Abu Dhabi, UAEThursday 22 August 2019

Questions over e-cigarettes

Some reports suggest that vaping is safer than smoking. Should regulations reflect this?
Many people have embraced e-cigarettes, with which vapour, not smoke, is inhaled. Elizabeth Shafiroff / Reuters
Many people have embraced e-cigarettes, with which vapour, not smoke, is inhaled. Elizabeth Shafiroff / Reuters

Smoking kills. We’ve known that fact since the US surgeon-general’s report on smoking and tobacco use was released in 1964. Since then, governments around the world have been trying to find ways to deter people from smoking: advertising the risks and promoting healthy lifestyles, placing increasingly high taxes on tobacco products and restrictions on their packaging and points of sale and banning smoking in public places. This country still has a very high incidence of smoking and its related diseases, although anti­smoking measures are beginning to have an effect.

But not everybody who gives up cigarettes, cigars and shisha gives up nicotine altogether. Many people have embraced e-cigarettes, with which vapour, not smoke, is inhaled. As The National has reported, there is some evidence from two United Kingdom studies that e-cigarettes are safer than normal cigarettes and that their use could help smokers quit. Nevertheless, e-cigarettes cannot be licensed for import to the UAE, based on World Health Orgainsation guidelines. Of course, governments can only do so much to stop people from having bad habits.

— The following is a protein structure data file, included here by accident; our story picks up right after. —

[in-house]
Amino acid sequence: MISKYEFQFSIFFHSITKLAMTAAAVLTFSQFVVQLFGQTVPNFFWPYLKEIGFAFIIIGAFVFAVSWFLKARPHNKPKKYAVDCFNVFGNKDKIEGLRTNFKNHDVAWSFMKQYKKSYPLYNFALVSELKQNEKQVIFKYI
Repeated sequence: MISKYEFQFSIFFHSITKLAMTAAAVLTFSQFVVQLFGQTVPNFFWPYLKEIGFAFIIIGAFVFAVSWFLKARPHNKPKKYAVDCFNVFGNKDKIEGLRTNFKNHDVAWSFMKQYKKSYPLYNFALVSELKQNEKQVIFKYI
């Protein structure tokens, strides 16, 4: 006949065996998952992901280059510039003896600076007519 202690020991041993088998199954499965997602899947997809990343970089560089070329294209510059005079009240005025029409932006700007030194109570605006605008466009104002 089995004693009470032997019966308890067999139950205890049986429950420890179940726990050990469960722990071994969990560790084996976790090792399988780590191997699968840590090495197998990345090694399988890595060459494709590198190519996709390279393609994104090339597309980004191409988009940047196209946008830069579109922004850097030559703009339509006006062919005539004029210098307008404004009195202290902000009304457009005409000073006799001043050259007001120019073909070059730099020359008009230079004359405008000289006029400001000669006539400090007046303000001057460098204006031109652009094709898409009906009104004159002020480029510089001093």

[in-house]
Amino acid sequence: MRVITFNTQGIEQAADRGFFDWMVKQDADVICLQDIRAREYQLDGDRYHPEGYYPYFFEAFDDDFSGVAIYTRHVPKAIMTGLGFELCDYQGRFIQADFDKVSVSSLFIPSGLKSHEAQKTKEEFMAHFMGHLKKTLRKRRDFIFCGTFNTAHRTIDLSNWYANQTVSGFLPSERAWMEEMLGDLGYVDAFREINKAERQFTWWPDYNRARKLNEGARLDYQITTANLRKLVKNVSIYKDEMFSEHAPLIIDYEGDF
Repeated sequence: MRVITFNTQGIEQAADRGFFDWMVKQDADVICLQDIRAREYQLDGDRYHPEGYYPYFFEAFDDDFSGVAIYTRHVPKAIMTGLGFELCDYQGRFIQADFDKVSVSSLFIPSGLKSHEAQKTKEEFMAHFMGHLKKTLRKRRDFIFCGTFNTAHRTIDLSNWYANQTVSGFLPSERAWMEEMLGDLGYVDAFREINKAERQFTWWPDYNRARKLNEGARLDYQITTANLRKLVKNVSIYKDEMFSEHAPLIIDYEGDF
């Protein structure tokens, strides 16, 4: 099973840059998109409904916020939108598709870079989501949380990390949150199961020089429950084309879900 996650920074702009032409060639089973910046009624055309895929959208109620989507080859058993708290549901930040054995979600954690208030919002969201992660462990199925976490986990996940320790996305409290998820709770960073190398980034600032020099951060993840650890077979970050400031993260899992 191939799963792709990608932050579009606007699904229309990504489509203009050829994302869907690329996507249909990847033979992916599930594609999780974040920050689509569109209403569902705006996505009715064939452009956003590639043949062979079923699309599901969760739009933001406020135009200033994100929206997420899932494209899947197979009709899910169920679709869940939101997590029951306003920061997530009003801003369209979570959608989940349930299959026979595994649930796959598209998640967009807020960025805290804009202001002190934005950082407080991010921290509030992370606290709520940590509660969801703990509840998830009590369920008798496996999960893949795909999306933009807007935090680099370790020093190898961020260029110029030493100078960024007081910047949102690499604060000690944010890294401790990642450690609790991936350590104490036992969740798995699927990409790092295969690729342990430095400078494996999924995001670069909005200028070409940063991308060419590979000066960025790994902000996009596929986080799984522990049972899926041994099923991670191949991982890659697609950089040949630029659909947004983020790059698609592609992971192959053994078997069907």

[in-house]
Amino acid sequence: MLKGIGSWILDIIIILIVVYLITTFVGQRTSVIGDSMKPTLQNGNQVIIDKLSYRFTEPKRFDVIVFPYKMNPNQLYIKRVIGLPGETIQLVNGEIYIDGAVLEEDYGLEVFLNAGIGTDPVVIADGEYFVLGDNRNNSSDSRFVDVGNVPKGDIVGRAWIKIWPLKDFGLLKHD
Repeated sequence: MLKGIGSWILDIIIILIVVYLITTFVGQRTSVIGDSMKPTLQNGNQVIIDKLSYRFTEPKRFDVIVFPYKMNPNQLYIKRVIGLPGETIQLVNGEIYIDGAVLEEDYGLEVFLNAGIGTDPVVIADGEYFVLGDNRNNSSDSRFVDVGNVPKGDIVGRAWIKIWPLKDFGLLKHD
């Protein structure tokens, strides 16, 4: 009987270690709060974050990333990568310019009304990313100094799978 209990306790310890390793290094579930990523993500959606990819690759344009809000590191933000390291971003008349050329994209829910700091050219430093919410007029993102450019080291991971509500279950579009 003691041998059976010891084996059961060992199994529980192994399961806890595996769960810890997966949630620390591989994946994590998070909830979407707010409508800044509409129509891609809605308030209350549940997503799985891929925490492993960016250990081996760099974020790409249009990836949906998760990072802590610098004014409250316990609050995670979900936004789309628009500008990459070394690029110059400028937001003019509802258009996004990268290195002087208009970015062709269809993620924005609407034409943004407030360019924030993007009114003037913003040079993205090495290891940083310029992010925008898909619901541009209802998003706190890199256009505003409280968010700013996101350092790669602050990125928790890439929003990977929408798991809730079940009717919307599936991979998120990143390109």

Everything we do in life involves risk – from crossing the road to eating out in an unfamiliar restaurant. People who smoke are generally aware of the risk they are taking, and to a certain extent that is their own business. The difficulty comes when a person’s habit creates a cost to society or the state – in this case through the health system in treating people with smoking-related diseases such as lung cancer, heart attacks and diabetes.

When it comes to vaping, the same arguments could apply. There are also concerns about what users are actually consuming. The “juices” people put into e-cigarette devices (sometimes marketed as “incense burners”) come in dozens of varieties and there is scant information about their ingredients or provenance. Vaping is also being promoted as a glamorous or cool activity.

In these circumstances, it is not unreasonable for the authorities to be cautious and implement a level of regulation on vaping until there is definitive evidence about its effects.

Updated: May 4, 2016 04:00 AM

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